In one way it’s good news, but it’s easy to see the crocodiles in the water below.
Yesterday, Kino International and Lorber HT Digital announced their merger. With that, the new Kino-Lorber Inc. becomes one of the largest, most important distributors of indie and foreign films/DVDs in the states. (However, Screendaily.com describes it more as a buy out by Lorber of Kino.)
While two well-regarded indie distributors pooling forces sounds encouraging, the good news dims a bit when you hear the rest. Kino founder Donald Krim said (via NYT’s Dave Itzkoff) that while it wasn’t an “economic necessity” to merge, it did make sense in the current economic malaise, adding that falling DVD sales are affecting everyone from the big studios on down. Presumably each of these two companies too.
But no one gets fired either, according to reports I’ve read, with all staff now at Kino’s current West 39th Street offices.
Lorber HT Digital (nee Koch Lorber, nee Fox Lorber), is lead by CEO Richard Lorber, a man with long experience in the hustings, trying to figure out how it might be possible to distribute indie work on VHS and then DVD. Employing the name Lorber Films for theatrical releases—which recently included a new fave of mine, Alexander Sokurov’s The Sun—the company will continue to cover “art house”, foreign-language, and documentaries.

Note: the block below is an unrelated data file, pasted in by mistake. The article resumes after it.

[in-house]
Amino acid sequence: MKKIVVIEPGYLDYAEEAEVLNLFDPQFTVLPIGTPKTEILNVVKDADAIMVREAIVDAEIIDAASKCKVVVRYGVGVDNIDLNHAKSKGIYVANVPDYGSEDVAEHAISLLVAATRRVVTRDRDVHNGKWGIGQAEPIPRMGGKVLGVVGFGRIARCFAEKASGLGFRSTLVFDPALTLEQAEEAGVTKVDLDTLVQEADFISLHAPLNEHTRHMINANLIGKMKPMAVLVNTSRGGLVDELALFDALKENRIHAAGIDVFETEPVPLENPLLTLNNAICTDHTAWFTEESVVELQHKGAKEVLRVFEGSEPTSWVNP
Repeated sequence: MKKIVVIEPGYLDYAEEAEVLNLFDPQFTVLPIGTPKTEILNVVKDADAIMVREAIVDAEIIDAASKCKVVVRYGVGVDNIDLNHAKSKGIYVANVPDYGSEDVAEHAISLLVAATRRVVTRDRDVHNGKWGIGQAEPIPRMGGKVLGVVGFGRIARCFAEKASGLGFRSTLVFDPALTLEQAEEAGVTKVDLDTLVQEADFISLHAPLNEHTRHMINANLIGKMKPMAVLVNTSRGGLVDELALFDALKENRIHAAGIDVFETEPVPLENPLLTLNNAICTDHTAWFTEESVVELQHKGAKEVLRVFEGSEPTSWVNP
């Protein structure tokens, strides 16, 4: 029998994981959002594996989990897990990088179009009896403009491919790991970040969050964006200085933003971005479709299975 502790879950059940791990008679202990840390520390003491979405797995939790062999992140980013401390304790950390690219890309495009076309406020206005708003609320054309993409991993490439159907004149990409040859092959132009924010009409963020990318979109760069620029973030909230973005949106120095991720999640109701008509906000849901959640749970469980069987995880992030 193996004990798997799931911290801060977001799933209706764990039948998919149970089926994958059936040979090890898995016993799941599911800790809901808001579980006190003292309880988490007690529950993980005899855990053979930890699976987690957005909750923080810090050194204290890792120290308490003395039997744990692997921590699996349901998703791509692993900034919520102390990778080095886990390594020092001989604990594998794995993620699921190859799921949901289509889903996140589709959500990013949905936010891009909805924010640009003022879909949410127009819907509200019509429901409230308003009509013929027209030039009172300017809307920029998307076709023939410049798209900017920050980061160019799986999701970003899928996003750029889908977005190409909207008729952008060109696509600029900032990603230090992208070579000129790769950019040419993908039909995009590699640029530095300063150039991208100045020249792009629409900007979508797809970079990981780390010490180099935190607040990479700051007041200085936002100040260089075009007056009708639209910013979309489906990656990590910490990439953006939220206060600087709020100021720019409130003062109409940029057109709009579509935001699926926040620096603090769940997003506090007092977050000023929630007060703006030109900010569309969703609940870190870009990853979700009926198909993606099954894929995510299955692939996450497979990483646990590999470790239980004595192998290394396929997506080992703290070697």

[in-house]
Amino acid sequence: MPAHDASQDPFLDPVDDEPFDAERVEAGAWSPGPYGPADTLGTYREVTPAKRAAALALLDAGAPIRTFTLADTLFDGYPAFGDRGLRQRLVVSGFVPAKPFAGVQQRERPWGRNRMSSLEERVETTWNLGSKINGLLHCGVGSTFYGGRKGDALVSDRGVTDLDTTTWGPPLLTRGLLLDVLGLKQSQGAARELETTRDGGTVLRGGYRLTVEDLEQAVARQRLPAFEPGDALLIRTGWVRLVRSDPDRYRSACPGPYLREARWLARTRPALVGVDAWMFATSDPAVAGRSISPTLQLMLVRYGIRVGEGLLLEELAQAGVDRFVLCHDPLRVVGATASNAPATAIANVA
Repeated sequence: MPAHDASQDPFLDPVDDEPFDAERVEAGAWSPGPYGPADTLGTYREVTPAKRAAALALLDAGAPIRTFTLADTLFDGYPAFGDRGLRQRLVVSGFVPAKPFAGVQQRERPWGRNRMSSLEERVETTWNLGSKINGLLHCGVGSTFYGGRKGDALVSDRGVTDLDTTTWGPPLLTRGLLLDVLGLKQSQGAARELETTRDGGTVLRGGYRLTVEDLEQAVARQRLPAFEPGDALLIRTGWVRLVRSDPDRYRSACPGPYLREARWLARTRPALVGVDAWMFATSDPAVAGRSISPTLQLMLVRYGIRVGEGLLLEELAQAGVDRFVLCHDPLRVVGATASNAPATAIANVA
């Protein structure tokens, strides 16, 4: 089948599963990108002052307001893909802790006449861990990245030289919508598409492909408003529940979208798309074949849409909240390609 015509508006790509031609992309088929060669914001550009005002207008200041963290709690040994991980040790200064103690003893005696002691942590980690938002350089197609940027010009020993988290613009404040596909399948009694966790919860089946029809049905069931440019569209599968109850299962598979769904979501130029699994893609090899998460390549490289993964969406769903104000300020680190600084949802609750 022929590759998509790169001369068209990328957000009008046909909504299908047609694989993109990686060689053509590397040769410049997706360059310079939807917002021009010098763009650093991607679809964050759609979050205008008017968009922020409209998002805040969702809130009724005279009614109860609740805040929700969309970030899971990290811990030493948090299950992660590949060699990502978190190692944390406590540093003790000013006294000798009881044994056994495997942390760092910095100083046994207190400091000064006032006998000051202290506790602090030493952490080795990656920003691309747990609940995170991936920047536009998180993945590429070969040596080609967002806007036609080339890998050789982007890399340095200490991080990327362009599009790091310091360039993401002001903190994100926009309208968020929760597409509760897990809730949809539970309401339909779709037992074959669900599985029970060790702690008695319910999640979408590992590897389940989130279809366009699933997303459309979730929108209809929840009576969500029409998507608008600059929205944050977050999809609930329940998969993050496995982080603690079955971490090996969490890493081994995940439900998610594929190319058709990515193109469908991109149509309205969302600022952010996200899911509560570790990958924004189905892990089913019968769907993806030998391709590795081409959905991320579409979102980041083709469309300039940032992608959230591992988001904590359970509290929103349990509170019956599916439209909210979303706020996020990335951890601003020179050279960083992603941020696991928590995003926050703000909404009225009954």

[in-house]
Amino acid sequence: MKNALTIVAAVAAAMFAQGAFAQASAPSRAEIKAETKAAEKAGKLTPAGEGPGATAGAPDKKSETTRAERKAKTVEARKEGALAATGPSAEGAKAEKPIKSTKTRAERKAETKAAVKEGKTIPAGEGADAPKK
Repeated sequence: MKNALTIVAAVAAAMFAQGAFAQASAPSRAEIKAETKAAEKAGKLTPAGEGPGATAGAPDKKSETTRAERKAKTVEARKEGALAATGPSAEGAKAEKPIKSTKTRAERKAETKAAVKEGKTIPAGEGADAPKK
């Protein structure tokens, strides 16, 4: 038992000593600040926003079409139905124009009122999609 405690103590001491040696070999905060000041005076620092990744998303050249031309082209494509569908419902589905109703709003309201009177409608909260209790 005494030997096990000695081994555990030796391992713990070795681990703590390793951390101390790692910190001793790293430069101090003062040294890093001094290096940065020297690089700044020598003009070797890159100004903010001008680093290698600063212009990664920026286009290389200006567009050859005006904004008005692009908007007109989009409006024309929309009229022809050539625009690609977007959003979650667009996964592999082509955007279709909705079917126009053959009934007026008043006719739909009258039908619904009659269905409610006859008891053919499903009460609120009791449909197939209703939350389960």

While Kino has distributed theatrically for some time, Lorber Films had its first feature release this past July with Chilean filmmaker Pablo Larraín’s thriller Tony Manero, said to be a fave of 2008’s Cannes Directors Fortnight.
Kino introduced the stateside market to talents including Wong Kar-Wai and Michael Haneke. Kino keeps its name too–Kino International Films–for theatrical releases. This spring the division launches a restored version of Fritz Lang’s Metropolis with some 30 minutes of newly found footage discovered in an archive just last year.
Combined, they expect to release some 60 digital and DVD titles a year, with each division expecting to handle from six to eight pix each for feature distribution.
Considering what straight DVD distributors are facing as sales drop, it might be good move that Lorber is leaving day-to-day operations to Krim and pushing business development, such as figuring a digital strategy and moving further into direct-to-consumer physical distribution.
Let’s just hope it’s a matter of joining forces and not circling wagons.